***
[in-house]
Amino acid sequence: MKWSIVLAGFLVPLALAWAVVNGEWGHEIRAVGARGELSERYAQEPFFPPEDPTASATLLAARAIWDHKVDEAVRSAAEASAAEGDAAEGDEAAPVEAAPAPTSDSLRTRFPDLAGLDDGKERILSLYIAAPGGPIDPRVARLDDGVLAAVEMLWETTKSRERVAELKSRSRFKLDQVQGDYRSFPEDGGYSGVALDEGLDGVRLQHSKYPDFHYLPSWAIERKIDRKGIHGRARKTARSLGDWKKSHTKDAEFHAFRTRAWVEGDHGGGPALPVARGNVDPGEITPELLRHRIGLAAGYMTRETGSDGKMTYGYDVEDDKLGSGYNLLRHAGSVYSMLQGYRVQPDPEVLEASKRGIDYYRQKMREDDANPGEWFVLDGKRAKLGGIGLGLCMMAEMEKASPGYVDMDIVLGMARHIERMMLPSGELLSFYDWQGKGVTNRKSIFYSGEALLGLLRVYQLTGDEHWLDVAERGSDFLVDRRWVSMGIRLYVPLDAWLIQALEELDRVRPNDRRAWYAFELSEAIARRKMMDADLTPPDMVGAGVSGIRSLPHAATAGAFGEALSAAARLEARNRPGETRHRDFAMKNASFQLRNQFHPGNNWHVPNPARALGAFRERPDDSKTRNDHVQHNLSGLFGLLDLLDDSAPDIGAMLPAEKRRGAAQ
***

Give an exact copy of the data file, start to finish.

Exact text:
[in-house]
Amino acid sequence: MKWSIVLAGFLVPLALAWAVVNGEWGHEIRAVGARGELSERYAQEPFFPPEDPTASATLLAARAIWDHKVDEAVRSAAEASAAEGDAAEGDEAAPVEAAPAPTSDSLRTRFPDLAGLDDGKERILSLYIAAPGGPIDPRVARLDDGVLAAVEMLWETTKSRERVAELKSRSRFKLDQVQGDYRSFPEDGGYSGVALDEGLDGVRLQHSKYPDFHYLPSWAIERKIDRKGIHGRARKTARSLGDWKKSHTKDAEFHAFRTRAWVEGDHGGGPALPVARGNVDPGEITPELLRHRIGLAAGYMTRETGSDGKMTYGYDVEDDKLGSGYNLLRHAGSVYSMLQGYRVQPDPEVLEASKRGIDYYRQKMREDDANPGEWFVLDGKRAKLGGIGLGLCMMAEMEKASPGYVDMDIVLGMARHIERMMLPSGELLSFYDWQGKGVTNRKSIFYSGEALLGLLRVYQLTGDEHWLDVAERGSDFLVDRRWVSMGIRLYVPLDAWLIQALEELDRVRPNDRRAWYAFELSEAIARRKMMDADLTPPDMVGAGVSGIRSLPHAATAGAFGEALSAAARLEARNRPGETRHRDFAMKNASFQLRNQFHPGNNWHVPNPARALGAFRERPDDSKTRNDHVQHNLSGLFGLLDLLDDSAPDIGAMLPAEKRRGAAQ